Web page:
well regions implanted in the semiconductive substrate, the well regions underlying predetermined alternating portions of both of the first and second conductive layers, wherein a capacitive coupling between the first and second conductive layers and the well regions substantially cancels a capacitive coupling between the semiconductive substrate and the first and second conductive layers.
7. The layout of claim 6, wherein the first and third power supply lines are coupled to a ground potential and the second and fourth power supply lines are coupled to a power supply voltage.
8. The layout of claim 6, wherein the first and second conductive layers are formed of silicided polysilicon.
9. The layout of claim 6, wherein the reference voltage line and the first and second power supply lines are formed in a first metal layer for the first and second predetermined lengths, the first and second power supply lines formed in a second metal layer for a third predetermined length for transitioning across the reference voltage line, the third and fourth power supply lines being formed in the first metal layer.
10. The layout of claim 6, wherein the alternating well regions underlie about one-half of a surface area of each of the first and second conductive layers.
11. The layout of claim 6, wherein the first predetermined length is for determining an amount of a first capacitive coupling between the reference voltage line and the first power supply line, and the second predetermined length is for determining an amount of a second capacitive coupled between the reference voltage line and the second power supply line.
Description
FIELD OF THE INVENTION

This invention relates generally to noise reduction, and more particularly, to reducing noise on a reference signal.

BACKGROUND OF THE INVENTION

Reference voltage circuits, of one form or another, exist in many integrated circuits, and are common in large integrated circuit applications such as integrated circuit memories. A reference voltage circuit provides a voltage that is used as a reference for other signals in the integrated circuit. For example, the reference voltage may be one input to a differential amplifier, and an input signal, such as an address signal in an integrated circuit memory, may be another input to the differential amplifier. The reference voltage is generally provided at about the midpoint of a logic swing of the input signal. In the differential amplifier, the input signal is compared to the reference voltage. If the input signal has a higher voltage than the reference voltage, a logic state of the input signal is a logic high, or logic "one". Conversely, if the input signal has a lower voltage than the reference voltage, a logic state of the input signal is a logic low, or logic "zero".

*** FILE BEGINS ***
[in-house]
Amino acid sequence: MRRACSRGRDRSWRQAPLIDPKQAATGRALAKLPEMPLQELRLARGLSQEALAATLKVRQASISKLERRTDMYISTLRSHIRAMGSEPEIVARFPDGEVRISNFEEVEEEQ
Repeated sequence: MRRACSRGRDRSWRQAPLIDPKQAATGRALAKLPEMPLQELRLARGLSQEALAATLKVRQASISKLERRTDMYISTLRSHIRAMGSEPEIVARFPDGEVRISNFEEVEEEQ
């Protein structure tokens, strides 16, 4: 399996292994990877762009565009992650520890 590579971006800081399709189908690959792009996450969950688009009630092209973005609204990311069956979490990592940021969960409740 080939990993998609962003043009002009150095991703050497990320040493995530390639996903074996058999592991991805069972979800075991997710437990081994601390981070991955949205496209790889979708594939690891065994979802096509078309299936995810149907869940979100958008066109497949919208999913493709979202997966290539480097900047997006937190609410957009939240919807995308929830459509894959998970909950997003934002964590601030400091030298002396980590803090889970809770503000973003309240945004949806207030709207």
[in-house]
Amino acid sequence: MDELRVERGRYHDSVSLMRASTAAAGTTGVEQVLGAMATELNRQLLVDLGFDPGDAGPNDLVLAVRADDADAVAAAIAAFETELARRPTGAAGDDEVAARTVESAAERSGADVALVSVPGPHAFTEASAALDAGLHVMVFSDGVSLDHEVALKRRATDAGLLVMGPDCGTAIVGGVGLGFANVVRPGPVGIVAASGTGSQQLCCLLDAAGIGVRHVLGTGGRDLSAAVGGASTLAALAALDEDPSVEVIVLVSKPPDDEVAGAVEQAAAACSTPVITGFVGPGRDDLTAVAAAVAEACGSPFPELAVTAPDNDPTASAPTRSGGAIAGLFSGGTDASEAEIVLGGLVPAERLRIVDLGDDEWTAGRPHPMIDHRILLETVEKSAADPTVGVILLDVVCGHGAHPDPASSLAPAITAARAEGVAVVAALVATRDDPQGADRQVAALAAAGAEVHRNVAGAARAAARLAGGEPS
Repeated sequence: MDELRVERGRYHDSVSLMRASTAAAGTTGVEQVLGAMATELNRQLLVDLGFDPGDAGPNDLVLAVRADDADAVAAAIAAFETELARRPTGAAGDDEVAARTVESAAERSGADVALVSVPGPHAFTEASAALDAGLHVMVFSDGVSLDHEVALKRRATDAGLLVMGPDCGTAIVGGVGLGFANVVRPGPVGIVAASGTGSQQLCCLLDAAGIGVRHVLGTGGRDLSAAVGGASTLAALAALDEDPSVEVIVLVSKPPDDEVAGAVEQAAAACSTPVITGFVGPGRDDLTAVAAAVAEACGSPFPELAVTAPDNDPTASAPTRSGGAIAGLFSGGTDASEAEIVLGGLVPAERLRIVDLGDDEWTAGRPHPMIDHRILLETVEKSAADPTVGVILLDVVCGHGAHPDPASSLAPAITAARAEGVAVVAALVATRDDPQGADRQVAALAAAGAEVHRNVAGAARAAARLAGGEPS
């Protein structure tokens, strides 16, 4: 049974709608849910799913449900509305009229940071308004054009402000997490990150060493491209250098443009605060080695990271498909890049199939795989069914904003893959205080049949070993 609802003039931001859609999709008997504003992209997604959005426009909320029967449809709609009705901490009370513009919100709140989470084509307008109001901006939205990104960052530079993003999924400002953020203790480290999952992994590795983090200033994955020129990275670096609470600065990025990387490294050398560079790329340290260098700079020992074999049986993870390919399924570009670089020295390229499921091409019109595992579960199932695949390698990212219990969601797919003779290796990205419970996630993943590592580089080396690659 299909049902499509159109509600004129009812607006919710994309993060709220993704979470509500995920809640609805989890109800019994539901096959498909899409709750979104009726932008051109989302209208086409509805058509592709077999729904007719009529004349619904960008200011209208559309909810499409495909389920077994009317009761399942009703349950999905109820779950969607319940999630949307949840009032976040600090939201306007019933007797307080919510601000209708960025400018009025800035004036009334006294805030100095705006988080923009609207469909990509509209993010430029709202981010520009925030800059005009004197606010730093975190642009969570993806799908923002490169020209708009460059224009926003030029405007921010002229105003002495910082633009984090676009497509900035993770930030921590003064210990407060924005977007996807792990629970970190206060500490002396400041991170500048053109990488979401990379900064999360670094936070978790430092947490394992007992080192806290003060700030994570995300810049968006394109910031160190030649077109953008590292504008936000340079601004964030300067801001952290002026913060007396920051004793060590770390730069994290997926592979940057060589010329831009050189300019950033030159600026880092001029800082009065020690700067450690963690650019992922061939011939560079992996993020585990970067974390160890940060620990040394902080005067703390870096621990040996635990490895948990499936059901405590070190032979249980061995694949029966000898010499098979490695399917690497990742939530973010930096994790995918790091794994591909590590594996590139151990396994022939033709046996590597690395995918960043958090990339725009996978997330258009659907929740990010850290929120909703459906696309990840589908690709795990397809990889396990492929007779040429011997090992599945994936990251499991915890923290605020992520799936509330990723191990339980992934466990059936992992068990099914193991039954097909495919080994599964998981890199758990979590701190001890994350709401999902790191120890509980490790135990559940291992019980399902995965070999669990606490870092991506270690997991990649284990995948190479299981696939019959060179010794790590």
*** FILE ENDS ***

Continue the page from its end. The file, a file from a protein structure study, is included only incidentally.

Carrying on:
In order to supply a stable reference voltage, a reference voltage generating circuit typically generates the reference voltage based on a bandgap voltage, and references the reference voltage to one of the power supply voltages, such as ground. A stable reference voltage is especially important in low voltage applications, or in circuits using signals having a relatively small signal swing, such as an integrated circuit memory that receives ECL (emitter-coupled logic) input signals.

A power supply voltage is usually distributed across an integrated circuit by relatively thin metal power supply lines, or conductors. Normally, a voltage drop along a power supply conductor is reduced by making the metal lines of the power supply conductors as wide as possible. But there is a tradeoff between the width of the metal lines and integrated circuit size. Size constraints do not normally allow the metal lines to be wide enough to reduce the series resistance and capacitance enough to provide a power supply voltage adequate to guarantee proper operation of the integrated circuit at very high speeds.

The power supply lines can also be a source of noise on an integrated circuit memory. The noise immunity of an integrated circuit is commonly specified in terms of noise margins. Noise margins are usually given for worst case conditions, which includes the most unfavorable connections of the input terminals and the poorest combination of circuit and device parameters, along with a maximum fan-out. As the operating speed of an integrated circuit memory increases, the negative effects of noise, or a voltage drop, in the power supply increase. The more noise or voltage drop there is on the power supply lines, the smaller the range of variability allowed in the reference voltages because the memory must operate within narrower margins. In addition to power supply noise, power supply lead inductance and circuit switching noise can also affect the voltage level of the reference voltage. Also, the amount of current flow may vary greatly in the integrated circuit, causing voltage fluctuations in the power supply lines. Because the input signal is usually provided by a source external to the integrated circuit, the reference voltage generator is typically located near the power supply voltage pads, so that the reference voltage generator receives a power supply voltage that is substantially the same as the source of the input signal, and is less affected by voltage drops due to changing current demand.